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It was the ultimate elevator pitch that changed Susanna Lawson’s life.

The budding entrepreneur  knew she had an amazing product but didn’t have a clue how to get it to market until a chance conversation in a lift.

“I founded OneFile 17 years ago from my back bedroom in Burnage, Manchester,” she recalls.

“When we set OneFile up we weren’t even conscious we were setting up a tech business but we could see there was a problem in the sector and that technology could solve it.

“Following a chance conversation with my then boyfriend, now husband, who was designing websites, we realised we could put our complementary skills together and set up OneFile.

“We didn’t know about an MVP. We didn’t really know about scaling a product. We had to build everything from scratch. We had to learn marketing and sales.

“Getting it to market was a complete fluke. I luckily got involved in a conversation with someone in an elevator and had a conversation and realised they had a need for our product. It was the ultimate elevator pitch. We had built the products but hadn’t considered how we were going to get it to market.”

Learning on the job

Lawson admits she learnt how to run a business on the job.

“I didn’t know about networking,” she says. “I didn’t know anyone who had their own business. I didn’t have any mentors. Because we bootstrapped everything we flew under the radar of the tech scene until we came into Manchester city centre.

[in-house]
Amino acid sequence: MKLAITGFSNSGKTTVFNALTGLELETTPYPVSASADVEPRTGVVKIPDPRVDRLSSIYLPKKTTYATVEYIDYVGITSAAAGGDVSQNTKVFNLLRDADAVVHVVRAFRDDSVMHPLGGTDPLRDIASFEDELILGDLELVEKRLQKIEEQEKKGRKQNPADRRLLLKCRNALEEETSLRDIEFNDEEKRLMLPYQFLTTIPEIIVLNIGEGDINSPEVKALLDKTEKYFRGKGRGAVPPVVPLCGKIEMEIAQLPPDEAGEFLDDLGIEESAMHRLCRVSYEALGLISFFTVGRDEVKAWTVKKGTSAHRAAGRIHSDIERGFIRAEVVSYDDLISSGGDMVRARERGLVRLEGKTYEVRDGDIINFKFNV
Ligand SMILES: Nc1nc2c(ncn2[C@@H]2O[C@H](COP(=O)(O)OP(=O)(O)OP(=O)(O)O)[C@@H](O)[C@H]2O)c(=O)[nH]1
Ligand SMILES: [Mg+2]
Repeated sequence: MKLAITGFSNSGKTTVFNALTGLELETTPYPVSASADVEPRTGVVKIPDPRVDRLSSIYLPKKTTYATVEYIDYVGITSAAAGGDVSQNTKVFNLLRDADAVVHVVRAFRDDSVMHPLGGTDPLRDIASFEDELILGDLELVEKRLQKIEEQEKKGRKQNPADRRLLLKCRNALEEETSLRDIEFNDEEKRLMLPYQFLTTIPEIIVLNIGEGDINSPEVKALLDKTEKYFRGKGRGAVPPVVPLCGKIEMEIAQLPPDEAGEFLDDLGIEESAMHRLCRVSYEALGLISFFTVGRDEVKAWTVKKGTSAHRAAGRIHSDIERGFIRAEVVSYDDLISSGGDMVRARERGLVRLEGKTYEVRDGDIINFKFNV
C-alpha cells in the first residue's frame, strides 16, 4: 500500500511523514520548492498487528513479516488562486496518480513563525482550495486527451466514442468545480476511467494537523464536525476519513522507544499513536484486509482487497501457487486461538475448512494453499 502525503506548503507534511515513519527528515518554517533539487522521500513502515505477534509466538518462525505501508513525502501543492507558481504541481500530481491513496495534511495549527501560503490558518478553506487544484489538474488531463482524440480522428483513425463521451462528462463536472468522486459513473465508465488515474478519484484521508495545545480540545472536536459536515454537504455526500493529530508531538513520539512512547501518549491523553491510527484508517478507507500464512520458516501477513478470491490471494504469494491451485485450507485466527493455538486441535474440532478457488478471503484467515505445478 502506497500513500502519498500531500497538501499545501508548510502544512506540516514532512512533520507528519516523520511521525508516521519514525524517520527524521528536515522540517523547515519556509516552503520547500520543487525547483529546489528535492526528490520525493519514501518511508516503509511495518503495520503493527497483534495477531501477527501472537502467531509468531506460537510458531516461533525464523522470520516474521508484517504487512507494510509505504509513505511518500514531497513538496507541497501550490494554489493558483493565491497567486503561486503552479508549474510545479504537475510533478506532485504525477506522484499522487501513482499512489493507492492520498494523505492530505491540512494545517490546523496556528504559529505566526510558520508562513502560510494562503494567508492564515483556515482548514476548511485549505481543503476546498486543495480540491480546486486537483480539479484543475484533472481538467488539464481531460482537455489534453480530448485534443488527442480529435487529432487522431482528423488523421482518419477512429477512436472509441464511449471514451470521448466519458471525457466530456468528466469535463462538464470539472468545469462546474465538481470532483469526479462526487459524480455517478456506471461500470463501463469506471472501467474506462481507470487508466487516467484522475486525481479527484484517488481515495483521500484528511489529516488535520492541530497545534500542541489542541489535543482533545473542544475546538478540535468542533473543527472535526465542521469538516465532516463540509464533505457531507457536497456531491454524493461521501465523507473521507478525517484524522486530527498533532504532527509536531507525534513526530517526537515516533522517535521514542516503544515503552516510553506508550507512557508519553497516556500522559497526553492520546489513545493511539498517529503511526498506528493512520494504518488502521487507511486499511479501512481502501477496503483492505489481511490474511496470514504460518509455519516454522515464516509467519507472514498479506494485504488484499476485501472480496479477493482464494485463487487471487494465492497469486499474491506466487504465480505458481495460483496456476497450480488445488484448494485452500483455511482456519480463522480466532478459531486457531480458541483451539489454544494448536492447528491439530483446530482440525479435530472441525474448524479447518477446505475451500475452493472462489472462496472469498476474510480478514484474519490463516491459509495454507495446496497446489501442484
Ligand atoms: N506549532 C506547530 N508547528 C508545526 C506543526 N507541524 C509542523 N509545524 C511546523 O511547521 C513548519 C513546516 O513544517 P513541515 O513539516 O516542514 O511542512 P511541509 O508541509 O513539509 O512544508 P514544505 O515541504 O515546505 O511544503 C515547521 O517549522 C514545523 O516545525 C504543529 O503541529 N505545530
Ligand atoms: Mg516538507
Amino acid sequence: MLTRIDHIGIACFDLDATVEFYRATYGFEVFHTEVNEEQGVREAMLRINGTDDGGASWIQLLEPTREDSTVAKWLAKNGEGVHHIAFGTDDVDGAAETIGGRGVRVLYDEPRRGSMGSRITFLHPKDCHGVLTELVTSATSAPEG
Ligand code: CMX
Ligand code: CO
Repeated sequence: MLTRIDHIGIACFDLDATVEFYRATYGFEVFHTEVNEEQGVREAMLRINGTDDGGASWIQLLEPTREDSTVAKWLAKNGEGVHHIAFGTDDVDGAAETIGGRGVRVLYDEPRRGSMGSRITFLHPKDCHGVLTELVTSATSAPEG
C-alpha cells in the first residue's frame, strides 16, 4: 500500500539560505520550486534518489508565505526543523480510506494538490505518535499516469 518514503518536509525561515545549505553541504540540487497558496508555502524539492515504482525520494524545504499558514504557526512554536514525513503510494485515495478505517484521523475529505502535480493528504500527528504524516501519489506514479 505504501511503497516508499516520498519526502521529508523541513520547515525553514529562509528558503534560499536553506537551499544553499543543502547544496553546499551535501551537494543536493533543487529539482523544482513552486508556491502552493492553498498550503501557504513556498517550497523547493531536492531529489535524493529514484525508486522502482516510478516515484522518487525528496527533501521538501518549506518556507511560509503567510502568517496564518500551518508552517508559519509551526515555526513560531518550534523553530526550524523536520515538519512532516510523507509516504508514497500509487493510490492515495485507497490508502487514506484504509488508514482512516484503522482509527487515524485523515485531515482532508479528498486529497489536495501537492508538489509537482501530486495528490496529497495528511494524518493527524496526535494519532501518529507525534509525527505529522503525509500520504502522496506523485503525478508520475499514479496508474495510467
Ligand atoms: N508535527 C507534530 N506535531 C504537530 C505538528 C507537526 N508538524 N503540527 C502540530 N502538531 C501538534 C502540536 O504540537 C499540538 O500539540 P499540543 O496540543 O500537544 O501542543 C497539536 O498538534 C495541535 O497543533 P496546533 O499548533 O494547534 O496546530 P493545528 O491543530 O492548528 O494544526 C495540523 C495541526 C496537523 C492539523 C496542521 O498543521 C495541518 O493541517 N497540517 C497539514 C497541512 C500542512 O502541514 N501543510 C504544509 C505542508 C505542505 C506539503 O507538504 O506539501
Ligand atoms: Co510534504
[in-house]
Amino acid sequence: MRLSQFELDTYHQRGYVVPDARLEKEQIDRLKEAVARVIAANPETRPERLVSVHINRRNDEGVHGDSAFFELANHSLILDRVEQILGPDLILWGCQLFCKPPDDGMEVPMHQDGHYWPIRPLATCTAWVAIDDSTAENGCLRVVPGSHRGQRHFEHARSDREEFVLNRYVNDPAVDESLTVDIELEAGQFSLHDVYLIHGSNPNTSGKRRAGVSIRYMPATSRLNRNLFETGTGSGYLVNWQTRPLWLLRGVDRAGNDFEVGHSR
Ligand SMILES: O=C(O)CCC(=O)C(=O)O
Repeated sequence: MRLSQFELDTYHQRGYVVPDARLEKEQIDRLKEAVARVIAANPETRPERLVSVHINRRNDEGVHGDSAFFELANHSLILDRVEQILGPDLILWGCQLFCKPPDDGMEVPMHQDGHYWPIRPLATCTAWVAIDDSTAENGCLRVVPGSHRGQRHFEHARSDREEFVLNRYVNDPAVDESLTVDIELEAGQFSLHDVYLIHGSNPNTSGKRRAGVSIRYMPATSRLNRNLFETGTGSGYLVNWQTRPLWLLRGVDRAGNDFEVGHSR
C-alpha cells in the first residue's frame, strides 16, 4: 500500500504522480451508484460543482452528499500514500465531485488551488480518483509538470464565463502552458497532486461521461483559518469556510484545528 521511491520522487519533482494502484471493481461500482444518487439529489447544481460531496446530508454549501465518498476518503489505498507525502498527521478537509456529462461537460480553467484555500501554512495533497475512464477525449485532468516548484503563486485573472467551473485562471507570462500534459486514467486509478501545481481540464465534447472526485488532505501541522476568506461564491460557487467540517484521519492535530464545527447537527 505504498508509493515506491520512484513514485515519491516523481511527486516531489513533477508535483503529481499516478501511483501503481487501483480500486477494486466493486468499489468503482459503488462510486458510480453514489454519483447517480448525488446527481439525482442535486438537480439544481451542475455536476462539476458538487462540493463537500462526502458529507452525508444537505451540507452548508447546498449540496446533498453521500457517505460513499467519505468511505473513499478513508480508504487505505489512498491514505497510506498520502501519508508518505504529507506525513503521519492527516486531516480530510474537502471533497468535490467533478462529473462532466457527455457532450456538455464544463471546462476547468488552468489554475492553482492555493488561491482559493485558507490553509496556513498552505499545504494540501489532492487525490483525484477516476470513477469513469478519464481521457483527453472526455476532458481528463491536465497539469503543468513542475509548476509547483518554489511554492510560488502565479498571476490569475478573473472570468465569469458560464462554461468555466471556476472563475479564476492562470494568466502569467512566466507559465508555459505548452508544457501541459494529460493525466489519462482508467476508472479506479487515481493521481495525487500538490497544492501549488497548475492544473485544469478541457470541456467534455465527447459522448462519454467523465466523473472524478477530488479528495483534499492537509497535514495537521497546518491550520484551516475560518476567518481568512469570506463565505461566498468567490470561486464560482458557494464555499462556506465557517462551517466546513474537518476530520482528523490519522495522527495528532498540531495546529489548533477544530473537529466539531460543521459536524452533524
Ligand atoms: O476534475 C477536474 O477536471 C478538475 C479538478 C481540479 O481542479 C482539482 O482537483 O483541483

“In 2017 we won a Queen’s Award for innovation and we moved to the city centre.

“I grew it over the years to a team of 80. It’s an EdTech SaaS-based business, primarily in vocational / apprenticeships. We exited in October 2021.”

Lawson says an exit was always at the back of her mind after putting herself through the Goldman Sachs 10,000 Small Businesses UK programme.

Selling up

“They talked very much about having your exit in mind and what the ultimate aim is because then you can work towards that,” she recalls. “We did not necessarily have a timeframe.

“The reason we actually exited was we went for private equity last year and went through the process and right towards the end realised it was not what we wanted for the business and the long-term plan for OneFile.

“We came out of the process and we were in a haze really. We spent a lot of money on due diligence  and a lot of time and energy and we came out the other side thinking ‘if we’re not going to take private equity investment what now?’

“Harris had contacted us several times over the years and they caught us coming out the private equity process.”

Harris is a Canadian company and an operating group of Constellation Software Inc.

“I said ‘why would you be different?’” explains Lawson. “They said that their strategy is to buy for life and I remember that was what they wanted for the business and that was what I wanted for OneFile for the long-term.”

Lawson moved into an ambassadorial role but is convinced she’s left OneFile in safe hands.

“OneFile was very much our baby, our first baby, but for me it was about knowing it was right time to exit  and cut the apron strings,” she says. “We weren’t planning the full exit but it came along at the right time with the right acquirer.”